“With pomp and circumstances, a fervour of popular respect, a solemnity and a grandeur never before seen in our time, and in all probability, not to be surpassed in the obsequies of any other hero heretofore to be born… the sacred relics of Arthur Duke of Wellington have been deposited in the place long since set apart by the unanimous design of his countrymen.”

The University of Southampton is the home to the principal collection of the papers of Wellington. The archive contains approximately 100,000 items of the Duke’s political, military, official and diplomatic papers covering all aspects of his career between 1790 and 1852.

The University has recently acquired an interesting new collection of Wellington related material (MS 351/6). Part of this new collection will feature in the Special Collections exhibition to mark the bicentenary of Waterloo in 2015. As well as an intriguing letter from Wellington to Major Dickson of the Royal Artillery from 1812, there is a fine series of nineteenth-century military illustrations (several of Wellington and the Battle of Waterloo), Cruikshank cartoons and a contemporary map of the Battle of Waterloo. The most unusual item is a nautilus shell, engraved by C.H.Wood, depicting the Duke of Wellington on one side and St George slaying a dragon on the other. C.H.Wood was a specialist in this nineteenth-century art form and shells by him were exhibited at the Great Exhibition of 1851. A shell produced by Wood to commemorate Lord Nelson is held at the National Maritime Museum in London.

Manuscript Collections: Papers of Frank Templeton Prince

Prince workshop on Wednesday April 30th, 2014
Wednesday April 30th saw Special Collections hosting a poetry workshop based on the F.T. Prince Archive. The archive was gifted to the university by the poet and Milton scholar F.T. Prince, but embargoed until 2012. Prince helped found the university’s English department when he joined the university in 1946.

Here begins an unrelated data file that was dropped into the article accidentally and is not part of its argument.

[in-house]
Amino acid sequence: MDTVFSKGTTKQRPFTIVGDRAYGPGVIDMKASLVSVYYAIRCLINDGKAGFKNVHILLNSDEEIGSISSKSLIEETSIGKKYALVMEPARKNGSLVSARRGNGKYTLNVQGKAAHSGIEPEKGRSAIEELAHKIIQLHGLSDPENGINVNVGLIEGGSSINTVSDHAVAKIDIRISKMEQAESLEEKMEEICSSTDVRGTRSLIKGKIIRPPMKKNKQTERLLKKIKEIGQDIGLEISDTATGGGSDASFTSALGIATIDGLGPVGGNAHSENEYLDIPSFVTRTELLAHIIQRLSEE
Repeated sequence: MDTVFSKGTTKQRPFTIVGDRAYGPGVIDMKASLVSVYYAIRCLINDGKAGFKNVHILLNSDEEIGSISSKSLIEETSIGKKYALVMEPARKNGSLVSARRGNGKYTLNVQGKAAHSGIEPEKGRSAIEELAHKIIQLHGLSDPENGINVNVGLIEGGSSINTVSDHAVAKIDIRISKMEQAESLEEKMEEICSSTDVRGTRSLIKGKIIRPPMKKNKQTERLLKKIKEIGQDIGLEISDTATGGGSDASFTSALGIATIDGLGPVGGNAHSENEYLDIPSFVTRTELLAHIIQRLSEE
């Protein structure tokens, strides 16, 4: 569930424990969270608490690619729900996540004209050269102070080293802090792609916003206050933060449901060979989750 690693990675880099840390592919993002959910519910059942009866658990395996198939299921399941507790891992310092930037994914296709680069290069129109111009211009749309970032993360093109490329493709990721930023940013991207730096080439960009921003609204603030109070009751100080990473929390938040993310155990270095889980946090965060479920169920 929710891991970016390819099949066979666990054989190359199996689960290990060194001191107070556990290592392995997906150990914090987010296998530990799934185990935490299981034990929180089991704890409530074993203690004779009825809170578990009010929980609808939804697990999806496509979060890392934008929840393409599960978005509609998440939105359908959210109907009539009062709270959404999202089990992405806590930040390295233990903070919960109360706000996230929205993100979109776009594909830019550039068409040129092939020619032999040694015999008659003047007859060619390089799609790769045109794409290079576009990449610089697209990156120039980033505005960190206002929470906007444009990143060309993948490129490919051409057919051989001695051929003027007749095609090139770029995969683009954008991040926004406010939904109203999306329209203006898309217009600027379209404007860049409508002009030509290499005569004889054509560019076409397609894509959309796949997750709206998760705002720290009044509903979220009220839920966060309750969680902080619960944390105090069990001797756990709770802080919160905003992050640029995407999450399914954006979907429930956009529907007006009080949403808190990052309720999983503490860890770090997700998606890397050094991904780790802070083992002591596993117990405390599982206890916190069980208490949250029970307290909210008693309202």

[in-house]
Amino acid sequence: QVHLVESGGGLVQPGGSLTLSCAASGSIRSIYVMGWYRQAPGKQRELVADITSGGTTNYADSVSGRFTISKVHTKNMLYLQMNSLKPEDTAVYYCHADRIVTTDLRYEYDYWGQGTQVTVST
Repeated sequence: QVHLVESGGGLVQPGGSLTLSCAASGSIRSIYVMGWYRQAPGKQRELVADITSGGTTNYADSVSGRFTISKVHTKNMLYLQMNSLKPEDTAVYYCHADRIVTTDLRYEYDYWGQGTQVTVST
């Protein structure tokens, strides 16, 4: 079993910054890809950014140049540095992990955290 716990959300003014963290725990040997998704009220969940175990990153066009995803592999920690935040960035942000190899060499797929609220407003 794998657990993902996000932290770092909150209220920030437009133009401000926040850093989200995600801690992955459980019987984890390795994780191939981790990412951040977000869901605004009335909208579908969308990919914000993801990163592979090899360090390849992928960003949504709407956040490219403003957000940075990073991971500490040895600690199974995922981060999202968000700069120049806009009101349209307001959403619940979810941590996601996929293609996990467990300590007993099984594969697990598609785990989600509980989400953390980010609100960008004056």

Portrait of Frank Templeton Prince (1912-2003)

Portrait of Frank Templeton Prince (1912-2003)

The afternoon event was a chance for university alumni to see some of the archive’s treasures, including unpublished letters by T.S. Eliot, W.H. Auden, and E.M. Forster. It was also a chance to get to know Prince’s poetry: though many of the workshop participants had been taught by Prince, it was the first time they had been given a chance to discuss his work. Beatrice Clarke, who studied English under Prince in the 1960s called it ‘the best kind of keeping alive of a scholarly man’s work – respectful, but properly questioning and critical’. Another seminar participant, Michael Hinds, noted it was ‘the first time I had experienced working and talking around manuscript material’ and found it ‘very enjoyable and rewarding’. The session was led by Dr Will May, a Senior Lecturer in English at the University.


Papers of Frank Templeton Prince (1912-2003)